If you’re planting a hedge, the chances are that you want it to grow fast, creating privacy, a boundary or a windbreak, or dividing your garden into ‘rooms’. A hedge is an excellent alternative to a fence – it provides interest all year round and can provide shelter and food for a wide range of wildlife. It also makes a better windbreak than a fence – it filters the wind, rather than creating eddies in your garden.
The cheapest way to plant a hedge is to plant bare-root plants in the dormant season, between November and February. Many hedging plants can be grown in this way, including beech, hornbeam and yew. Discover how to plant a bare-root hedge. Evergreen hedges, such as privet, are best planted in early autumn.
Choose plants that will establish and grow fast, knitting together quickly. Here are some suggestions for fast-growing hedging plants, all of which should put on a minimum of 30cm growth a year.
Cherry laurel (Prunus laurocerasus) is a dense evergreen with large glossy green leaves; it should put on at least 30cm in a year. In summer it bears fruits that resemble cherries, turning from red to black as they mature. Grow in sun or shade.
Evergreen cherry laurel
Fuchsia magellanica can be grown as an attractive and unusual flowering hedge in milder parts of the UK. It can reach 3m in height but can be pruned after flowering to keep it at a more manageable height if desired. Grow in a sheltered spot, in partial shade.
Dark pink and purple fuchsia flowers
Griselinia littoralis is an attractive evergreen that has oval, apple-green leaves and is especially suited to sheltered sites and seaside gardens – avoid northern or exposed situations. You can expect griselinia to grow around 30cm in a year. Grow in a sunny spot.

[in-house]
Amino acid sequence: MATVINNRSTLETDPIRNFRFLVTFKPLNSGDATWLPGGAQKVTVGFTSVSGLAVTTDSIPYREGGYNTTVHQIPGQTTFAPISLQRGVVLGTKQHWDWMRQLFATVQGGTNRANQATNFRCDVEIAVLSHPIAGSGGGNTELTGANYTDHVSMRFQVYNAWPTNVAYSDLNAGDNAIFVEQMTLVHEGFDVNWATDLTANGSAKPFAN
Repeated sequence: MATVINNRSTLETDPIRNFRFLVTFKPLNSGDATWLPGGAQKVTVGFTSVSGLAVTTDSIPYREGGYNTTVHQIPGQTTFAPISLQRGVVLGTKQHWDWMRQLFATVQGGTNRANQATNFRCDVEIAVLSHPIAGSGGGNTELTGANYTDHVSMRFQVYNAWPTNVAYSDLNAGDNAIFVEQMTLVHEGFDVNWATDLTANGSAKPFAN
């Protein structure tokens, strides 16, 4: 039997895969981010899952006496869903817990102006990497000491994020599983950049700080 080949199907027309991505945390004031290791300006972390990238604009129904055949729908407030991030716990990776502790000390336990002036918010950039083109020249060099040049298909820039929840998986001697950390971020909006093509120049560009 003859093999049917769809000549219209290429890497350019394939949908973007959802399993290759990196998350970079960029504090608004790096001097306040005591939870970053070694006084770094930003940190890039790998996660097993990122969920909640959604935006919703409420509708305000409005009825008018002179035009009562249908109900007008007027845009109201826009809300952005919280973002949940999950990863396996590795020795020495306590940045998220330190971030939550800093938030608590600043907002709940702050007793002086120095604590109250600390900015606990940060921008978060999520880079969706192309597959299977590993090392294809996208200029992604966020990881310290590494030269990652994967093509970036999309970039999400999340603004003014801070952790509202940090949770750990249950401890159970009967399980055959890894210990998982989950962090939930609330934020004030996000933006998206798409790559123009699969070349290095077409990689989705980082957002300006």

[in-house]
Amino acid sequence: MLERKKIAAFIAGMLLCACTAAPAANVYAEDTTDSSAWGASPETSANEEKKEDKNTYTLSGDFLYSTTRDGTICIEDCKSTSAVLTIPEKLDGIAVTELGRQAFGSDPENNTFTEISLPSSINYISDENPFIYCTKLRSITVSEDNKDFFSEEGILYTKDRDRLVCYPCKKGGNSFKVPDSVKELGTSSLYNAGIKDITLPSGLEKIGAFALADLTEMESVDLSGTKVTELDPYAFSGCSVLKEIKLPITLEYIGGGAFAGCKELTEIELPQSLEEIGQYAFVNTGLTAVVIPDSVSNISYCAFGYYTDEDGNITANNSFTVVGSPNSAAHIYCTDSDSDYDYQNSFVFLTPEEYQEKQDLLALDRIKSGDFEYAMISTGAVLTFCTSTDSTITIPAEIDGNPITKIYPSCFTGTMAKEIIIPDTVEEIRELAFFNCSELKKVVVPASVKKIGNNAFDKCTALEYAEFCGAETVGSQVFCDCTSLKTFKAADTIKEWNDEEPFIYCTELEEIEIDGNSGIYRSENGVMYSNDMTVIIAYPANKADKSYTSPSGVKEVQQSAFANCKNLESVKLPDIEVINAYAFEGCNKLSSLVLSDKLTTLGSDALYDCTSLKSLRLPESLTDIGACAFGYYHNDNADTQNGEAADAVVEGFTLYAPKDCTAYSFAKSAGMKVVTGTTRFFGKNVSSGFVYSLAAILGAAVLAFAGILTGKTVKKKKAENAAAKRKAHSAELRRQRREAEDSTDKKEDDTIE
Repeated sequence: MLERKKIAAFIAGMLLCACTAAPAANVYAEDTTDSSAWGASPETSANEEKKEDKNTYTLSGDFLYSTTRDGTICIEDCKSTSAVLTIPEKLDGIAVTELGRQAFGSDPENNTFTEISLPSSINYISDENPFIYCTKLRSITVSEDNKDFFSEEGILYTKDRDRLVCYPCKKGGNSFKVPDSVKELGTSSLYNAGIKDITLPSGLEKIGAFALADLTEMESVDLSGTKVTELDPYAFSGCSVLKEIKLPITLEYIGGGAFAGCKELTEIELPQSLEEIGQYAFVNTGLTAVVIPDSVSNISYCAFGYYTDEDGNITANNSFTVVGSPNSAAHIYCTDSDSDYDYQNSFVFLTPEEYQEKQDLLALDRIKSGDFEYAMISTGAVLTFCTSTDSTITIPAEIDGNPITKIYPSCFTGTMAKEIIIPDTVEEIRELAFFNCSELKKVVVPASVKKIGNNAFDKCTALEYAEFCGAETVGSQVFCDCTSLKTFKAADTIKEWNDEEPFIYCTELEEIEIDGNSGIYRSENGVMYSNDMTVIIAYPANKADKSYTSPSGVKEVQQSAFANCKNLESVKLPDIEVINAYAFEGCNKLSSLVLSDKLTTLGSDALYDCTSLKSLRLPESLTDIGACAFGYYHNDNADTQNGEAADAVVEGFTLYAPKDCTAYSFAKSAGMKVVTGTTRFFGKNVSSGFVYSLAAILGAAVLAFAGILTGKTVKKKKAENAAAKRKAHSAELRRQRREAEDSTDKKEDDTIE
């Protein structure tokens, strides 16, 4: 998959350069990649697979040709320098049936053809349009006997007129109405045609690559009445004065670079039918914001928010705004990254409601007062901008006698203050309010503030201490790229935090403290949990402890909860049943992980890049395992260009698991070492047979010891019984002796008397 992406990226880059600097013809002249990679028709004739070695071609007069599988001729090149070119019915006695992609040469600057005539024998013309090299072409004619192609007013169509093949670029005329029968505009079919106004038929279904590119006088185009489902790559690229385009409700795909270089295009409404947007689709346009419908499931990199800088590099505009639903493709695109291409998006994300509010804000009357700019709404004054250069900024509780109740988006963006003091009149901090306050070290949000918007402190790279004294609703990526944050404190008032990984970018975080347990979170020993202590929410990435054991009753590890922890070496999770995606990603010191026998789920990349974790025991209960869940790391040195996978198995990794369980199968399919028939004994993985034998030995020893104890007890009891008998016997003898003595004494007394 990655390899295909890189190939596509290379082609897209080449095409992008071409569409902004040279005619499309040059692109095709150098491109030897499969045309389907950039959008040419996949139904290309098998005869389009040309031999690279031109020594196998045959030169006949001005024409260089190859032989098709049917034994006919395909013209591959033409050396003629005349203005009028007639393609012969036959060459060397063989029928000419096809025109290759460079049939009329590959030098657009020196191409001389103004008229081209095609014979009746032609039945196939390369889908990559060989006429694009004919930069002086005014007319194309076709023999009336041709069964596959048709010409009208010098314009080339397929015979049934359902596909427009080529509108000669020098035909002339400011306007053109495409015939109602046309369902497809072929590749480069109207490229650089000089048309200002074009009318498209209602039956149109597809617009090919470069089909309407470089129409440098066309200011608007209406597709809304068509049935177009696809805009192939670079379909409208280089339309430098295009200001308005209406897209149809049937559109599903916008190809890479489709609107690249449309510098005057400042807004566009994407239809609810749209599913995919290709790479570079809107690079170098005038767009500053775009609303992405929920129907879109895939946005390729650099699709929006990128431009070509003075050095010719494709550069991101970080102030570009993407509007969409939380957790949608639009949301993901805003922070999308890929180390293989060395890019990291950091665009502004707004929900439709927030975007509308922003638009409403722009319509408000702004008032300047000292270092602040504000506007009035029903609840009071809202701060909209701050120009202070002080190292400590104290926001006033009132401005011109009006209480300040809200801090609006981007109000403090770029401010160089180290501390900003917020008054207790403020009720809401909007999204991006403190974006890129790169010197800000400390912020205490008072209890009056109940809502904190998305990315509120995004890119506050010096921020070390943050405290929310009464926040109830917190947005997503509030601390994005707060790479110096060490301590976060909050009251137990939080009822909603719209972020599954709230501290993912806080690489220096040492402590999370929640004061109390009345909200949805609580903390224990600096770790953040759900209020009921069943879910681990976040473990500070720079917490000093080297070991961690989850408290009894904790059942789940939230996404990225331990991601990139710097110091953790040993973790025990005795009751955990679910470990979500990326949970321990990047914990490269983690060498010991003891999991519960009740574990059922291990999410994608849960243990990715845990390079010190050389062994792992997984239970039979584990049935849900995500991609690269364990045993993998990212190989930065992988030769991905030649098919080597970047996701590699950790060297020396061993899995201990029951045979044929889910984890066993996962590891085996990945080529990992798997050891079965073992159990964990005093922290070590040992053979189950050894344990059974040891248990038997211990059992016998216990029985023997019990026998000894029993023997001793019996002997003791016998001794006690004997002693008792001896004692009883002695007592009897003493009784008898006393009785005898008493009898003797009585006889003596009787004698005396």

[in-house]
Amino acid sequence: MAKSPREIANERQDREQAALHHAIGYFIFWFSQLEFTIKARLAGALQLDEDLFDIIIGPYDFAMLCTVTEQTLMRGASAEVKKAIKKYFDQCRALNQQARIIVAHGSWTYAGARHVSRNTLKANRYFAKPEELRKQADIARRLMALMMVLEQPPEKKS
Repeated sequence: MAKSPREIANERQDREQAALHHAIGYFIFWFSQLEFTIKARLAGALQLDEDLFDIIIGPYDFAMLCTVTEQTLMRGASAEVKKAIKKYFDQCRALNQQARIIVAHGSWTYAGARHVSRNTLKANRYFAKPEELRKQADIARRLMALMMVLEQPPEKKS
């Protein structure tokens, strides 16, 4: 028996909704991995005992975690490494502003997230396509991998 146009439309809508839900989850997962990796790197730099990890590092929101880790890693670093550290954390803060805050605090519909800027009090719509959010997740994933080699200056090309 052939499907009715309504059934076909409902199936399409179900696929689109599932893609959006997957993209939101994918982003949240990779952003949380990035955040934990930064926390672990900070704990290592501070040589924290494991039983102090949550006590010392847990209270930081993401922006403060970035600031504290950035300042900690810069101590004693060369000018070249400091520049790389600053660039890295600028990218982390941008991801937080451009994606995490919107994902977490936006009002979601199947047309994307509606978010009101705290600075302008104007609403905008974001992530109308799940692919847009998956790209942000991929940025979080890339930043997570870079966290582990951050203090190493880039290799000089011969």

Oval-leaved griselinia hedge
Beech (Fagus sylvatica) forms a dense, attractive hedge that should put on at least 30cm of growth per year. It’s deciduous but if you clip it in autumn, it will retain its coppery leaves over winter, before they are replaced by new, fresh green leaves in spring.
Bamboo makes a contemporary, evergreen hedge. Choose with care – some varieties can reach 6m tall, and some have invasive, spreading roots – be sure to contain them within a solid barrier. Different varieties grow at different rates – 30cm-1m a year. Grow in moist soil.
Phyllostachys nigra f. henonis
Viburnum tinus is a dense evergreen shrub that makes a lovely, informal flowering hedge. It has dark green leaves and clusters of strongly scented flowers from late winter to early spring. It grows fast when young (at least 30cm a year); more slowly when mature.
Maroon buds and white flowers of viburnum
Photinia x fraseri ‘Red Robin’ is a popular choice for an evergreen hedge. The new growth in spring is an attractive red, before maturing to a glossy, dark green. Expect it to put on 30cm in a year. Clipping it in summer will give it a more formal look.
Red, new Photinia foliage
Privet (Ligustrum) is a very popular hedge choice, popular in front gardens. It’s evergreen and grows at a rate of around 30cm per year. Trim it a couple of times in summer to encourage it to form a dense, formal, neat hedge.
Privet, bearing small white flowers
Western red cedar
Western red cedar (Thuja plicata) is a good alternative to leylandii (x Cupressocyparis leylandii) which can become problematic. It grows at a rate of 45-60cm a year, so bear this in mind when considering it. The leaves release a fragrance when crushed or rubbed against.
A hedge of western red cedar
Portuguese laurel, Prunus lusitanica, is another good choice for an evergreen, formal hedge. It produces small, fragrant white flowers in summer, followed by dark berries which are popular with birds. It will put on between 30cm and 60cm a year.
A glossy green Portuguese laurel hedge
Hedges are best trimmed in summer. Wait until July, when any nesting birds will have finished raising their broods.